Barton, who was not on The Hills but was the star of The OC, the great teen drama that inspired Hills precursor Laguna Beach, talks about her own destabilizing brush with fame, one that involved drugs, institutions, and more recently, a horrifying revenge porn lawsuit. Audrina got pregnant and then got married, and talks about her ex in frightening, isolating terms. After the burst of fame, so many of these people’s lives took an unhappy turn—one they’re hoping to correct with more fame, or at least whatever money they can still eke out of their fading celebrity.

Despite New Beginnings’ extremely polished fakery, as with all reality TV, you begin to hallucinate intimations of something real: Is Brody pretending to be over his marriage, or is he really over it? Will his and Spencer’s disintegrated bro-ship be the emotional locus of the season, as Lauren and Heidi’s relationship once was? Could Mischa Barton really care about former rude blogger Perez Hilton—and how can Perez Hilton be on a TV show in the year of our lord 2019 without anyone explaining who he is? Everything is fake, except for the part where everyone really is hustling.

Some of that hustle is written on the cast’s very faces. You only have to look at the plastic surgery the women have undergone since The Hills started to see the distortions and pressure of fame and notoriety. Heidi and Stephanie, in particular, are now plasticized versions of their former selves—not any more attractive, exactly, but hewing to a beauty standard that prizes a kind of conspicuous blandness, a symmetry that makes them hard to recognize. The show provides additional note of gravitas with a visit from new cast member Brandon Lee’s mother, Pamela Anderson, who seems energetic and warm—she burns sage around his house and moved to France after Donald Trump’s election—but whose face also tells a story of fame’s expectations.

Grinding was always a part of The Hills. It’s original star, Lauren Conrad, distinguished herself from most reality TV leads with ambitions that went beyond simply being famous. Conrad has been so successful that she doesn’t have to return to reality TV, and weirdly, the show has selected Audrina to replace her as the lead. Though she was perhaps the best option insofar as she seems to want little more than to be on The Hills forever, the only thing she shares with Conrad is her diligent inoffensiveness—then as now not an ideal trait in a reality TV star. (The Hills casting in general is, and has always been, very low-key.) Barton, who treats the whole project with a certain throaty hauteur, would have been a better fit. Like Conrad, she seems to be both above and removed from it all, approaching The Hills as a professional step that may lead to something other than The Hills, or a way to stay famous without it.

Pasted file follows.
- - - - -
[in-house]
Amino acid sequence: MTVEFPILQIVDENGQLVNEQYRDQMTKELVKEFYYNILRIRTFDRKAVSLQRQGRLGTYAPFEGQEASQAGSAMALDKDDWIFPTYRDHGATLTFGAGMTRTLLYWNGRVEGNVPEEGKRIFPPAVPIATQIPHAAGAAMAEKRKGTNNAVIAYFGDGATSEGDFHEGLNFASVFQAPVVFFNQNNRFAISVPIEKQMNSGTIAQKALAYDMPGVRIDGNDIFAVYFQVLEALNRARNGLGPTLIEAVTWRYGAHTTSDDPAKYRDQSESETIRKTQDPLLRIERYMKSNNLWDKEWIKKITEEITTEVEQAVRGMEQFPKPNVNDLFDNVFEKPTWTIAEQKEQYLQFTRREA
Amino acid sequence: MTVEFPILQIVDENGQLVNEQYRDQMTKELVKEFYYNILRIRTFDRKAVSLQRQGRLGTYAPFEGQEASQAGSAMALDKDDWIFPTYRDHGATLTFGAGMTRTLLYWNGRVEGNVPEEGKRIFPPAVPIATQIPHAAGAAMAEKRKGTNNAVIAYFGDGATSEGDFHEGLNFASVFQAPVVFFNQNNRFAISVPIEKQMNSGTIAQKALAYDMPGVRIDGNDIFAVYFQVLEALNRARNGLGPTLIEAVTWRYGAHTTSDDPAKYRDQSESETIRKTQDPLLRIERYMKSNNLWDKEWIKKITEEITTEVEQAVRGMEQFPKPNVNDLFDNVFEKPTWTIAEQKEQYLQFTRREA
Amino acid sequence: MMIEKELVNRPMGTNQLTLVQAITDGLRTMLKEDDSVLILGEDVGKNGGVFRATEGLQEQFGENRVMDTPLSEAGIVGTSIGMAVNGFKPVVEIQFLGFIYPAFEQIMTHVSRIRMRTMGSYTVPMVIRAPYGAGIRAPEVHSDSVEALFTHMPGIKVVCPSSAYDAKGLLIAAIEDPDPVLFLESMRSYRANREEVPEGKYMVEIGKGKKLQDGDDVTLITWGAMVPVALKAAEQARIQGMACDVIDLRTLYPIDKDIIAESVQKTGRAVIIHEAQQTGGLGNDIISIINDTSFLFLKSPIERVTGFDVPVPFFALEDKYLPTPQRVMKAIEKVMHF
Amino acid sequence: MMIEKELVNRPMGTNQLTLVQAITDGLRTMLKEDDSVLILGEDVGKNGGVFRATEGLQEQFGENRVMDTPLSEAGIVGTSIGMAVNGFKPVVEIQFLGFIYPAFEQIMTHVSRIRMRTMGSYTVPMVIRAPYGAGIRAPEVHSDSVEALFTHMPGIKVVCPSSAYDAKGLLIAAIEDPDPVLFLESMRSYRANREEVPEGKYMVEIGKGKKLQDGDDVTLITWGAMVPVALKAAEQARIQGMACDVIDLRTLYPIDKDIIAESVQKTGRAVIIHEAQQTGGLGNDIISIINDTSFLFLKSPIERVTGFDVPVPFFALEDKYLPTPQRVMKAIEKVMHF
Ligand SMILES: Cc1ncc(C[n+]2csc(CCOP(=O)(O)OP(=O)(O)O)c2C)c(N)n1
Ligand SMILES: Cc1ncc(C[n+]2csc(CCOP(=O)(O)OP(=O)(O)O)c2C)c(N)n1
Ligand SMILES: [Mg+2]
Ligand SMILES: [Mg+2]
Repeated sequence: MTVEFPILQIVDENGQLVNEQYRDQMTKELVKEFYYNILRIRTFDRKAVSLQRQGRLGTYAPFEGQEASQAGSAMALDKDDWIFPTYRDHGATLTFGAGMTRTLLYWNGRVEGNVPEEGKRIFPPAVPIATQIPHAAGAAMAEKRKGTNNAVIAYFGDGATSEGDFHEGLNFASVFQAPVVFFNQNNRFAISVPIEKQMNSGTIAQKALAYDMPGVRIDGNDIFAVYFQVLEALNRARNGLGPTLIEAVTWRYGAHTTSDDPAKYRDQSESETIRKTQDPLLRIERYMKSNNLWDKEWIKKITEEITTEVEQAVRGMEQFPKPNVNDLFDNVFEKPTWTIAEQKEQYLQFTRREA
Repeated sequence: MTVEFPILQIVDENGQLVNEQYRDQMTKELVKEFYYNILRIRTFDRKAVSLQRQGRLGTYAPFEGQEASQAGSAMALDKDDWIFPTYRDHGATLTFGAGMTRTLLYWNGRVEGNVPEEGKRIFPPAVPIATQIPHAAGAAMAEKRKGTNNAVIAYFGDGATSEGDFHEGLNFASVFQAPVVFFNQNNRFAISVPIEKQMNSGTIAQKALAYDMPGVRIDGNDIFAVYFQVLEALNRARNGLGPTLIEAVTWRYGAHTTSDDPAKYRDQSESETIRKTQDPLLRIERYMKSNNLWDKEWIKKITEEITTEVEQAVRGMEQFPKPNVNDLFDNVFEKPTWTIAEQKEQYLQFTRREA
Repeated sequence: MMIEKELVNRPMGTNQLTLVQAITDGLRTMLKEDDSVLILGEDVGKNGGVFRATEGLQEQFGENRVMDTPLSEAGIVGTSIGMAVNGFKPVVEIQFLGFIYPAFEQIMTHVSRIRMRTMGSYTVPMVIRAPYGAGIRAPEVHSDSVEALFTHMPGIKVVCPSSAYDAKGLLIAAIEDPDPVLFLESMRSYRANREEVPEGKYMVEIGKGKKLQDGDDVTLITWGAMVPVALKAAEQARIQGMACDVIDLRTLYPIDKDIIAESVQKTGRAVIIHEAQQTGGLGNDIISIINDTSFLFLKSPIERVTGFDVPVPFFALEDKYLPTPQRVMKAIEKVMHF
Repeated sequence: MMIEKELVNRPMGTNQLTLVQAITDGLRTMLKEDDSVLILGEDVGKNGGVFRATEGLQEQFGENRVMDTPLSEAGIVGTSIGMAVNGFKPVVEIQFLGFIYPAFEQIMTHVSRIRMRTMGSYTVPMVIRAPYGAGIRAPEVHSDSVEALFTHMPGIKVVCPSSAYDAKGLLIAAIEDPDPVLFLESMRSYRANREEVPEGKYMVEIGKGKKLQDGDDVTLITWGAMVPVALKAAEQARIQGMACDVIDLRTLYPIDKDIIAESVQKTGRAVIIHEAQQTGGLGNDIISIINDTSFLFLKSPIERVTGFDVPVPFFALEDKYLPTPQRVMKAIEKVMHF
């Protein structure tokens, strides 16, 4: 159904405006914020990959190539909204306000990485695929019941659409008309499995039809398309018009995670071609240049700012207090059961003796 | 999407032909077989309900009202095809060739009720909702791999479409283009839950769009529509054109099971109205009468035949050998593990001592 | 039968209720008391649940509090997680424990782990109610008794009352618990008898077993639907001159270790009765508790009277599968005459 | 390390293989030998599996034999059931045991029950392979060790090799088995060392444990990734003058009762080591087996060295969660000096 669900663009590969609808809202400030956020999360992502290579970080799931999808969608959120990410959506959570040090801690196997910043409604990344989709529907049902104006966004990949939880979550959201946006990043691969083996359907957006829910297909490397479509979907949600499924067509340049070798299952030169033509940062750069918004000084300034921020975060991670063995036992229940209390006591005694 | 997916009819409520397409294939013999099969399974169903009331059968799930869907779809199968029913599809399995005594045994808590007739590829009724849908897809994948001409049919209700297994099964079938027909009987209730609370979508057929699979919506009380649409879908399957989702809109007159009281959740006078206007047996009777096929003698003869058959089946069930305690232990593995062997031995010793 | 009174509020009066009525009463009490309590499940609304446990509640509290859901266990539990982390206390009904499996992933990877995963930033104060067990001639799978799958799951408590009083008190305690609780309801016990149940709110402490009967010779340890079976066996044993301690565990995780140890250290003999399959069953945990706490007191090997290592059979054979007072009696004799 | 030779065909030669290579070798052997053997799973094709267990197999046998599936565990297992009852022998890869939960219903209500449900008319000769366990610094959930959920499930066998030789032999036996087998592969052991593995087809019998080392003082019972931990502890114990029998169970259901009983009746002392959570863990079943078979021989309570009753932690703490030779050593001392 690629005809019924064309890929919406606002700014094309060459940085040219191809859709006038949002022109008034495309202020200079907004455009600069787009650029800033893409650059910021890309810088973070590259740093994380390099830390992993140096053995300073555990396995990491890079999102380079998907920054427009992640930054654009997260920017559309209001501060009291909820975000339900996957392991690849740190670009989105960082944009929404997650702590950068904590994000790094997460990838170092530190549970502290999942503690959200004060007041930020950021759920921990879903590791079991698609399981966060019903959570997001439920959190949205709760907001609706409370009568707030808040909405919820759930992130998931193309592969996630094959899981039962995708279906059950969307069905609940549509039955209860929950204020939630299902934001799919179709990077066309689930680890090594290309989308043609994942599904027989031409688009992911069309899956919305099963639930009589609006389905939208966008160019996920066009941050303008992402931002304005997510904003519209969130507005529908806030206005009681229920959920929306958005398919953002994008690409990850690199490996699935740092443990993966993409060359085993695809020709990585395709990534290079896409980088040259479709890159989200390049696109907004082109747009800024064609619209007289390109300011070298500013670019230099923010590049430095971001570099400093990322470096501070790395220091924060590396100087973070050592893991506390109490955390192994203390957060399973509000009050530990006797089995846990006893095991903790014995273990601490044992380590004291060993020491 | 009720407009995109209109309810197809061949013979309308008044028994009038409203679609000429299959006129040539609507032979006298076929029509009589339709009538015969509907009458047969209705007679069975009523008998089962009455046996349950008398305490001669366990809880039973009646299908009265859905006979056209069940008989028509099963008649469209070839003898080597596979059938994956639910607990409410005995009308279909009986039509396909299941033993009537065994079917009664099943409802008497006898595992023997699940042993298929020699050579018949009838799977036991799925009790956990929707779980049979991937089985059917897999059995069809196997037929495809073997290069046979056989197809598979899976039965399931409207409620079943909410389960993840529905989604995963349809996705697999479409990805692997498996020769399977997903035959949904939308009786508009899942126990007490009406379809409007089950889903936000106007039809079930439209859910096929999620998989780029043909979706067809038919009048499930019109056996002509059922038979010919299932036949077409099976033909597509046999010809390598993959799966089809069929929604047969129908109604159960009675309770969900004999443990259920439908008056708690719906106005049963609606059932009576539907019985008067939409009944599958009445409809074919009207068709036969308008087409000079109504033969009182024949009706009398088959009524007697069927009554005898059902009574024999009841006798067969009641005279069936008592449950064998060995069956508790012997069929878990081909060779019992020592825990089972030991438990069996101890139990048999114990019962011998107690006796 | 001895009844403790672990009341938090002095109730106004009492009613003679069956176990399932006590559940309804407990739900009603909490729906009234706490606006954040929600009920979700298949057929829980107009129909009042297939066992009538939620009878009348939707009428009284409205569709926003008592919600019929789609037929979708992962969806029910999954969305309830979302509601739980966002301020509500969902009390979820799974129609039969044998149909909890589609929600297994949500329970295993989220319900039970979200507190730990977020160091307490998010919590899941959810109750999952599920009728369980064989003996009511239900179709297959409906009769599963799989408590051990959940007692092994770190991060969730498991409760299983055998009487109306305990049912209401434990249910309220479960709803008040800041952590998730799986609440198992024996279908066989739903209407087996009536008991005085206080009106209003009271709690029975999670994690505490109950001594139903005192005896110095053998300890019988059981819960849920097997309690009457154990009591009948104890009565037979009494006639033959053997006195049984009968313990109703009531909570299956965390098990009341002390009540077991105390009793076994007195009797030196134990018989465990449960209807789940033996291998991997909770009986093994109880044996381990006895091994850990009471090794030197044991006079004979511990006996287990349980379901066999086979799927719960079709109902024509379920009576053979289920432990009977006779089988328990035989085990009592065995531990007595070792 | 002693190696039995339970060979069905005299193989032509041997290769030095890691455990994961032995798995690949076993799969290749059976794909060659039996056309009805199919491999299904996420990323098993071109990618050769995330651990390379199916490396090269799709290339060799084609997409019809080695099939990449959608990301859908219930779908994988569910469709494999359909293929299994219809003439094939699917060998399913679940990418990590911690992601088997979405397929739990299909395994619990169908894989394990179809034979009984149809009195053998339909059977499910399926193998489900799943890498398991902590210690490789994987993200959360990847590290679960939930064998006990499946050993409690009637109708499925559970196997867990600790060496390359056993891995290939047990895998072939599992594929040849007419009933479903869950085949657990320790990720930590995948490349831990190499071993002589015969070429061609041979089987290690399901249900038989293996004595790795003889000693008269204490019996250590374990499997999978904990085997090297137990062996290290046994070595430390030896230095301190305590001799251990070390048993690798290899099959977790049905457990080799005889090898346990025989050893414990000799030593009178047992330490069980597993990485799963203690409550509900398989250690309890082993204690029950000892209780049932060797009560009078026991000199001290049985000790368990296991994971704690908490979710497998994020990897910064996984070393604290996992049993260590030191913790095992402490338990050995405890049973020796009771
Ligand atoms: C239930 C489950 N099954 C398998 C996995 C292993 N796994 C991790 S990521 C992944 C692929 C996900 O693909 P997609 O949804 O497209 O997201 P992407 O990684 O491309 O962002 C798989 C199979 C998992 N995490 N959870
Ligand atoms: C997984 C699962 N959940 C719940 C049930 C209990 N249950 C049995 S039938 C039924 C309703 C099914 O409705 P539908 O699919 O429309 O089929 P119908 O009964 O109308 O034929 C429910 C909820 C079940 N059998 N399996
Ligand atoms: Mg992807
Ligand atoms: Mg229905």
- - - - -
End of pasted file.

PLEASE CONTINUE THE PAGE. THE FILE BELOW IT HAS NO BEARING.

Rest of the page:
As fake as The Hills is, as bogus as the cast’s orchestrated interactions may be, fame is real, the set of golden handcuffs everyone on the series is still chasing. When you think about what’s driving The Hills, its emptiness becomes almost hilarious. A series about the relentless thrum of capitalism and acquisition—the foreclosing of opportunities that comes with age, the addictive nature of fame and notoriety, the unsettling kabuki of playing oneself—has been packaged in some blithe chatter about kids and partners. It’s as though a show about the desire for the something as dully wholesome as the nuclear family is preferable to what The Hills really is: an account of the cast’s throbbing, distorting, understandable quest for recognition and cash, and those of us who are watching at home’s willingness to give it to them.